Film Review: QUEEN OF KATWE (USA 2016) ***

queen_of_katwe_poster.jpgQUEEN OF KATWE (USA 2016) ***
Directed by Mira Nair

Starring: Madina Nalwanga, David Oyelowo, Lupita Nyong’o

Review by Gilbert Seah

The film is based on the book entitled “The Queen of Katwe: A Story of Life, Chess, and One Extraordinary Girl’s Dream of Becoming a Grandmaster” by Tim Crothers. The title itself tells exactly what is going to happen in the Disney film – Disney Studios the one being most famous for making formulaic films. Do we need then to watch this movie?
Apparently a lot of people think so. QUEEN OF KATWE has already been selected to premiere at the Toronto International Film Festival and the London Film Festival later in November.

QUEEN OF KATWE is directed by Indian American Mira Nair. She is an odd choice for the job having taken on controversial projects like THE RELUCTANT FUNDAMENTALIST. But she has directed crowd pleasers like MISSISSIPPI MASALA and SALAAM BOMBAY! The public will likely be quite pleased with QUEEN OF KATWE as Nair hits as many right notes as she can in this biographical sports drama.

For sports dramas where the sport involved is football or soccer or boxing, whoever watching the game knows what is happening and who might be winning. The same cannot be said for chess. Even at the crucial moment of a checkmate, by looking at the pieces on the board, no one can tell what is happening. This is a challenge for the director who needs to incite excitement in the game. This is achieved in one vey funny part when one character asks another during a match. “What does it mean?” The answer is jubilantly shouted: “It means she is winning!”
The film begins in 2011 when Phiona is playing in the chess championships. The rest of the film is told mainly in flashback – how Phiona has reached this point in her life and the film carries on from here.

Once can hardly complain about Nair’s direction or William Wheeler’s script. The film is thorough to include everything that an underdog has to go through to become a champion. The girl Phiona Mutesi (Madina Nalwanga) and her family are evicted form her home; Phiona comes into conflict with her uneducated mother (Oscar Winner Lupita Nyong’o) who understands little of the importance of education; she loses an important game; she learns humility etc. etc. etc. By the time the film gets to the last reel with the climatic crucial chess game, the story has stretched out far too long. But for many who love getting their right buttons pushed. QUEEN OF KATWE will likely have them reaching for their tissues. David Oyelowo plays her coach Robert Katende, who always has the right advice for everyone and cannot do the wrong thing.
The best and most important part of the film is the one in which Phiona grows too proud after winning a game and decides she is too special to wash the vegetables for her mother. Her mother pulls her out of bed in the important scene screaming that maybe Phiona needs her feet washed as well.

The film ends well with each actor standing beside the real character their portrayed. There are no photos here, real people with real actors.

The film will be screened with in conjunction with a delightful and inventive animated short called INNER WORKINGS (director Leo Matsuda) – a sort of alternative take on INSIDE OUT. Running just over 5 minutes., this terribly funny film outshines QUEEN OF KATWE. But QUEEN won the runner-up prize for the People’s Choice Award at the recent TIFF.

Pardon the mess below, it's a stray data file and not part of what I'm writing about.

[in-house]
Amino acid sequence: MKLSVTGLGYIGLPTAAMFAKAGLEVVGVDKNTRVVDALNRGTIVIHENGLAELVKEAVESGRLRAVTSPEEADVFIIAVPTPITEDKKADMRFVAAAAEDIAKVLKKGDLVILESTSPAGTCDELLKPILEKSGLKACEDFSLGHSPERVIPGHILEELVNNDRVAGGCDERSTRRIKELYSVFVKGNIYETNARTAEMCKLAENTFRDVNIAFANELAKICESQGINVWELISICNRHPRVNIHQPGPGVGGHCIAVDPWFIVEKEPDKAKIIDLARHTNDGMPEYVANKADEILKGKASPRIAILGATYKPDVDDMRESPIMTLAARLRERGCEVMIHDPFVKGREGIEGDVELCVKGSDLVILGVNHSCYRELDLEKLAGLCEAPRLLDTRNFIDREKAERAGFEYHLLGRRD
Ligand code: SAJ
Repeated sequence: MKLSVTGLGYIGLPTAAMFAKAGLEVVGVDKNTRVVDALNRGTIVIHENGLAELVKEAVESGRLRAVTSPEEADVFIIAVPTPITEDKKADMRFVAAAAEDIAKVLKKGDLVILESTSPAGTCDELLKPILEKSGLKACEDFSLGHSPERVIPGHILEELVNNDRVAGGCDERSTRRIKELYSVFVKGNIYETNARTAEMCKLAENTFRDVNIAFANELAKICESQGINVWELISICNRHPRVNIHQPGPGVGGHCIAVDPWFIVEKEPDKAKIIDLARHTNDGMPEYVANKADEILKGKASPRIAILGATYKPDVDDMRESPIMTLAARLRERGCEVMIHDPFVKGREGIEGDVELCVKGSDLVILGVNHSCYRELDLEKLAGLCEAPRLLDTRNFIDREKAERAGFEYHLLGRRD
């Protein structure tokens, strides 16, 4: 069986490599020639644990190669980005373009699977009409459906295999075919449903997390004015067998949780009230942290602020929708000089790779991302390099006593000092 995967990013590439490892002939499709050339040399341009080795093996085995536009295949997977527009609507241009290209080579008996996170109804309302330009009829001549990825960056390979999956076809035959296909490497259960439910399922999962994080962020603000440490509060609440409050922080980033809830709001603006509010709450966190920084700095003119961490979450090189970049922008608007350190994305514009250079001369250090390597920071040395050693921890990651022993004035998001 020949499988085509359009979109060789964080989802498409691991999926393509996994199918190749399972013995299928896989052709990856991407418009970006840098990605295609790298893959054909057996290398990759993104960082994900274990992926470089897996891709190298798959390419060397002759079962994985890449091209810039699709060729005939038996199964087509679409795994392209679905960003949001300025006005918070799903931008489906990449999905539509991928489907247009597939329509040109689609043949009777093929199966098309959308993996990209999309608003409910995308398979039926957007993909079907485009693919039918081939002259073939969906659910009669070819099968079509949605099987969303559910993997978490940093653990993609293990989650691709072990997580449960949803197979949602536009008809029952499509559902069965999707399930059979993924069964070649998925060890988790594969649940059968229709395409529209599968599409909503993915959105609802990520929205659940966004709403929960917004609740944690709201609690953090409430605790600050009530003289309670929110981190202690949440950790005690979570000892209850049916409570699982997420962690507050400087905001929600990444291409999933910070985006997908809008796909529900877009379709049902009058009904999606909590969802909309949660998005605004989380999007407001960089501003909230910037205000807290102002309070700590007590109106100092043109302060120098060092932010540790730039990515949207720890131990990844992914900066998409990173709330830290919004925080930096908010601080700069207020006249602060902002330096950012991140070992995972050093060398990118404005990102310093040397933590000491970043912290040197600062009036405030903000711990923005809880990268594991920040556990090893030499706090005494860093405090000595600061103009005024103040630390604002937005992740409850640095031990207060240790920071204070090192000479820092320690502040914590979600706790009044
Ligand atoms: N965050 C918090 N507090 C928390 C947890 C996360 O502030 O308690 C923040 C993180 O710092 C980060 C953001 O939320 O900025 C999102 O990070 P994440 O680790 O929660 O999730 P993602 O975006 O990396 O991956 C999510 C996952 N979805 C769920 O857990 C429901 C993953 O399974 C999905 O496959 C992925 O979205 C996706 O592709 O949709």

Trailer: https://www.youtube.com/watch?v=z4l3-_yub5A

TIFF 2016 Movie Review: SADAKO VS KAYAKO (Japan 2016)

Movie Reviews of films that will be playing at TIFF (Toronto International Film Festival) in 2016. Go to TIFF 2016 Movie Reviews and read reviews of films showing at the festival.

sadako_v_kayako_poster.jpgSADAKO VS KAYAKO (Japan 2016) **
Directed by Kôji Shiraishi

Starring: Mizuki Yamamoto, Tina Tamashiro, Aimi Satsukawa |

Review by Gilbert Seah

Two iconic Japanese ghosts are thrown into the ring for a grudge match that’s the ultimate spectral showdown.

A more appropriate title would be THE RING VS THE GRUDGE. University students Yuri (Mizuki Yamamoto) and Natsumi (Aimi Satsukawa) buy an old VCR in order to transfer their home videos to DVD, but when Natsumi watches the dusty old tape found in the machine, she realizes she may have fallen victim to the curse that their urban-legends professor Morishige (Masahiro Komoto) is obsessed with.

Meanwhile, high-schooler Suzuka (Tina Tamashiro) is having dreams about a mysterious house down the street from her new home. Though warned not to enter the house lest she be killed by the Saeki family curse, she is soon drawn inside by the resident ghosts, Kayako and her son, Toshio.

The film is SADAKO VS KAYAKO. But the film does not turn out as well as it sounds. I am not a fan of mash-ups like BATMAN VS. SUPERMAN or COWBOYS VS ALIENS. They turn out too silly and never achieve much, the only exception being the excellent Japanese classic KING KONG VS GODZILLA.

Sadako exists mainly as hair coming out of the TV or video tape so a confrontation of hair against a white crawly ghoul might not amount to much.

Director Shiraishi spends too much time setting the stage for the fight and when it finally occurs, it is a disappointment.

See this only if you must!

Trailer: https://www.youtube.com/watch?v=uyLA6nfPvRo

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TIFF 2016 Movie Review: AFTER THE STORM (Japan 2016) ***

Movie Reviews of films that will be playing at TIFF (Toronto International Film Festival) in 2016. Go to TIFF 2016 Movie Reviews and read reviews of films showing at the festival.

after_the_storm_poster.jpg
AFTER THE STORM (Japan 2016) ***
Directed by Hirokazu Kore-eda

Starring: Hiroshi Abe, Yôko Maki, Taiyô Yoshizawa

Review by Gilbert Seah

AFTER THE STORM is Kore-da at his mildest ilmmaking. Don’t expect the drama of LIKE FATHER, LIKE SON or the imagination of AFTER LIFE his two best films. Yet AFTER THE STORM is not without its pleasures.

On the surface it is a simple film, a kind look at a loser. Ryota (Hiroshi Abe) is a failed writer, a third-rate detective, and a hardened gambler. As the film’s title seems to suggest, the salient moments of his life have already passed before the beginning of the story.

He won an important literary award when he was young, but his promising career vanished into thin air. Now, his father has died and his wife has left him. He adores his young son, but seems resigned to his position on the sidelines of the boy’s life.

One night, when a typhoon strikes, the broken family is forced to spend the night together at Ryota’s mother’s home. The ensuing interaction that is both bittersweet and tender forms the film’s highlight. “I never want to grow up to be like you.”, the son says. “I will always love them. They are my family.”